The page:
update deskU.S.-Israel Relations

White House delays F-15 sale to Israel despite congressional OK

Netanyahu accused the U.S. of holding back arms vital to the war effort.

President Joe Biden and Prime Minister Benjamin Netanyahu in Tel Aviv, Oct. 18, 2023. Photo by Avi Ohayon/GPO.
President Joe Biden and Prime Minister Benjamin Netanyahu in Tel Aviv, Oct. 18, 2023. Photo by Avi Ohayon/GPO.

The White House is holding up delivery of a fleet of F-15 jet fighters to Israel.

The $18 billion sale of 50 fighter planes is “one of the largest arms deals with Israel in recent years,” The Wall Street Journal reported.

The sale had been delayed by two of four congressional leaders needed to sign off on major arms deals, but they removed their objections on May 22.

The next step was for the State Department to formally notify lawmakers about the sale. The administration hasn’t yet done that, White House and congressional officials said, according to the Journal.

The State Department denied it was holding up the sale, with an official telling the Journal, “There is no policy guidance to slow down transfers to Israel.”

The State Department official added, however, “We are looking tactically at the timing. It is not a question of whether, it is a question of when.”

Referring to last week’s Israel visit by Secretary of State Antony Blinken, Prime Minister Benjamin Netanyahu in a social media post on Tuesday told the Biden administration to stop slow-walking the delivery of vital arms for Israel’s war effort.

“When Secretary Blinken was recently here in Israel, we had a candid conversation. … I said it’s inconceivable that in the past few months, the administration has been withholding weapons and ammunitions to Israel,” Netanyahu said.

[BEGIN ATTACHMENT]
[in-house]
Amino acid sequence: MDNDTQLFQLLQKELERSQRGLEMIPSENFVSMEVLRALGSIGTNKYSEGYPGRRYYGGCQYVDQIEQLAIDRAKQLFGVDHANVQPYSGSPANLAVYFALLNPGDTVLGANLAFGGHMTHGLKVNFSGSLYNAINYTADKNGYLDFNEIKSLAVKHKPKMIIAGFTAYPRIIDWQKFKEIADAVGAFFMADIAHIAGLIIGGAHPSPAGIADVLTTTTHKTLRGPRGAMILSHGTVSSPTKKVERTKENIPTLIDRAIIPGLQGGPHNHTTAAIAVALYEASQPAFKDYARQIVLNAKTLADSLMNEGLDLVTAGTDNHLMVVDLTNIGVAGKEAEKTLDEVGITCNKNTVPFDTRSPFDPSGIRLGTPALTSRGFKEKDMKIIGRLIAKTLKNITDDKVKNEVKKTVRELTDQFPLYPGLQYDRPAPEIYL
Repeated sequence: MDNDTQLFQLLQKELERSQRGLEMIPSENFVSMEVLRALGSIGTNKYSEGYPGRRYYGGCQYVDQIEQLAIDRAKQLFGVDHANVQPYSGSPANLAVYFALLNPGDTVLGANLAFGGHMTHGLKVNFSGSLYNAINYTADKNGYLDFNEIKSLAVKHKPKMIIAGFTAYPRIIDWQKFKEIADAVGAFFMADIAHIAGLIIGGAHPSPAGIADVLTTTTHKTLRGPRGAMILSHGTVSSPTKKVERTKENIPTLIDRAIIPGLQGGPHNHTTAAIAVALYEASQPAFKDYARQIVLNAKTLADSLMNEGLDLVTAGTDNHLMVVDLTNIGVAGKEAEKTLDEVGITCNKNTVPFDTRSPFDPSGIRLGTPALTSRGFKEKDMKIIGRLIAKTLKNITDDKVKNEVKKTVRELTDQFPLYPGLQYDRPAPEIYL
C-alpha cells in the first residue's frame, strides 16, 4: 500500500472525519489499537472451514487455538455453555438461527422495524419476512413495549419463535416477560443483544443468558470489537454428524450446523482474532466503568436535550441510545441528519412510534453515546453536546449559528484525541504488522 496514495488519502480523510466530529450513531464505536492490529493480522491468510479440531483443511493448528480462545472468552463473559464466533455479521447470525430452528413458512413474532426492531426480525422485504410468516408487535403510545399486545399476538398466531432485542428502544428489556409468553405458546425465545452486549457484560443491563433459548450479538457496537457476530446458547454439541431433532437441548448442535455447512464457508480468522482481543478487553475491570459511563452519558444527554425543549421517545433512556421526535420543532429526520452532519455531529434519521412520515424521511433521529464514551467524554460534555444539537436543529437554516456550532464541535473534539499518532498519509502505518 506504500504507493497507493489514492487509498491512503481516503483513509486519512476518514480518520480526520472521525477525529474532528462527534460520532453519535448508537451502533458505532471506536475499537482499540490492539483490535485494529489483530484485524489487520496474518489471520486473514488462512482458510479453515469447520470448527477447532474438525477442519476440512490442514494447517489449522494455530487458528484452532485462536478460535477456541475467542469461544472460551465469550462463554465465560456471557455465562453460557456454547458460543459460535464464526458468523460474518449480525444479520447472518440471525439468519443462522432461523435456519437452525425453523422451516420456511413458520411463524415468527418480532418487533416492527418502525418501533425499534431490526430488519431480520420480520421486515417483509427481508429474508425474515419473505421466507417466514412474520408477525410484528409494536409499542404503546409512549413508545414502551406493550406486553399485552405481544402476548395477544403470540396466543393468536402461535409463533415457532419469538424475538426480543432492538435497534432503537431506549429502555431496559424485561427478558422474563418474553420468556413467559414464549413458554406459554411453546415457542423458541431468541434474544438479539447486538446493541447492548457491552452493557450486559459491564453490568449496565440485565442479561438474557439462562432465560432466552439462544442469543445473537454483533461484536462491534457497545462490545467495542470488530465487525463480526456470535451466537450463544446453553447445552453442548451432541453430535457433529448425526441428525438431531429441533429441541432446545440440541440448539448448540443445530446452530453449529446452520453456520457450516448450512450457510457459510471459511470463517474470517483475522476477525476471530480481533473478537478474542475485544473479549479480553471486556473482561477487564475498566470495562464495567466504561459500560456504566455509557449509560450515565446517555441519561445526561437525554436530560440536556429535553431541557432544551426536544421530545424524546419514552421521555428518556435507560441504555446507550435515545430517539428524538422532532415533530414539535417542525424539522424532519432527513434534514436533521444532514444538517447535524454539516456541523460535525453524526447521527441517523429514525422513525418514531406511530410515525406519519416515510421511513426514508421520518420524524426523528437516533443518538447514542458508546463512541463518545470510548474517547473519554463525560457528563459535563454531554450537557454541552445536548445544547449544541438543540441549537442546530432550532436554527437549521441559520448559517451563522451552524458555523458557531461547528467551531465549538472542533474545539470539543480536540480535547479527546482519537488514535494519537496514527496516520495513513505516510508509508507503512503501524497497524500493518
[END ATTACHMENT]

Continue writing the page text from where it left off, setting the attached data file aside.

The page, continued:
Netanyahu told Blinken during the June 10 meeting that Israel would fight even without U.S. support, but that the arms embargo gave Iran-backed Hamas and Hezbollah a strategic edge, raising the chances of a prolonged multi-front war in the Middle East.

Asked about Netanyahu’s remarks on Tuesday, Blinken didn’t refer to the F-15 sale, saying that a single shipment of 2,000-pound bombs remains under review, but that all of the other arms deliveries are moving forward.

On Wednesday afternoon, Prime Minister’s Office spokesman David Mencer told JNS that U.S. Ambassador to Israel Jack Lew informed Netanyahu that the ammunition and weapons that he had referred to in the video are “in the process of being delivered to Israel.”

The White House, miffed by Netanyahu’s comments, reportedly called off a scheduled “strategic dialogue” on Iran between Israeli and U.S. officials in Washington.

Mencer wouldn’t confirm the report, saying only that the U.S.-Israel relationship “is an extremely close relationship. … There will be times in that partnership when issues come up which tests that relationship and it’s normal for there to be disagreements.”

In early May, Biden officials announced the administration would withhold the bombs delivery due to its opposition to a large-scale ground offensive in Rafah, the last Hamas stronghold.

President Joe Biden delivered that message to CNN, saying he would halt the shipment of offensive weapons if Jerusalem went ahead with its counterterrorism operation in Gaza’s southernmost city.

Israel launched its Rafah operation in early May, but not the large-scale assault that the White House had feared. Instead, the incursion was limited in scope. Israeli officials and analysts say Israel may be nearing the end of that operation, turning to a still less-intense phase of the conflict.

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